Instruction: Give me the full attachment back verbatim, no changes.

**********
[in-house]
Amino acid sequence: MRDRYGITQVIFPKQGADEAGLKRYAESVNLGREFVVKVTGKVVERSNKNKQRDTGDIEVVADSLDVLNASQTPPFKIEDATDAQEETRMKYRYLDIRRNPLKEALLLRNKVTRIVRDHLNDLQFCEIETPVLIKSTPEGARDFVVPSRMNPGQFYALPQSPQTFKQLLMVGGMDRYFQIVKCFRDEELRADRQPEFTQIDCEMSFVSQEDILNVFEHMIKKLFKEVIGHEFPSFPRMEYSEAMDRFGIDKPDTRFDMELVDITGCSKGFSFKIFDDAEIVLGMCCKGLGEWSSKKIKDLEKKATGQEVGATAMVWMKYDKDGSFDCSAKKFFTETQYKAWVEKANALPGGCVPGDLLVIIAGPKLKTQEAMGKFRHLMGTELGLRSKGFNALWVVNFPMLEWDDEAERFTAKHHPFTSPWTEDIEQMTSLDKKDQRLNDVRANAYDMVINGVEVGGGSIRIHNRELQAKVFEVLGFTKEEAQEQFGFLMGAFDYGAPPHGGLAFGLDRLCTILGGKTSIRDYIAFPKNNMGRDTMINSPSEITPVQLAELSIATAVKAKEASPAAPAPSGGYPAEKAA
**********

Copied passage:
[in-house]
Amino acid sequence: MRDRYGITQVIFPKQGADEAGLKRYAESVNLGREFVVKVTGKVVERSNKNKQRDTGDIEVVADSLDVLNASQTPPFKIEDATDAQEETRMKYRYLDIRRNPLKEALLLRNKVTRIVRDHLNDLQFCEIETPVLIKSTPEGARDFVVPSRMNPGQFYALPQSPQTFKQLLMVGGMDRYFQIVKCFRDEELRADRQPEFTQIDCEMSFVSQEDILNVFEHMIKKLFKEVIGHEFPSFPRMEYSEAMDRFGIDKPDTRFDMELVDITGCSKGFSFKIFDDAEIVLGMCCKGLGEWSSKKIKDLEKKATGQEVGATAMVWMKYDKDGSFDCSAKKFFTETQYKAWVEKANALPGGCVPGDLLVIIAGPKLKTQEAMGKFRHLMGTELGLRSKGFNALWVVNFPMLEWDDEAERFTAKHHPFTSPWTEDIEQMTSLDKKDQRLNDVRANAYDMVINGVEVGGGSIRIHNRELQAKVFEVLGFTKEEAQEQFGFLMGAFDYGAPPHGGLAFGLDRLCTILGGKTSIRDYIAFPKNNMGRDTMINSPSEITPVQLAELSIATAVKAKEASPAAPAPSGGYPAEKAA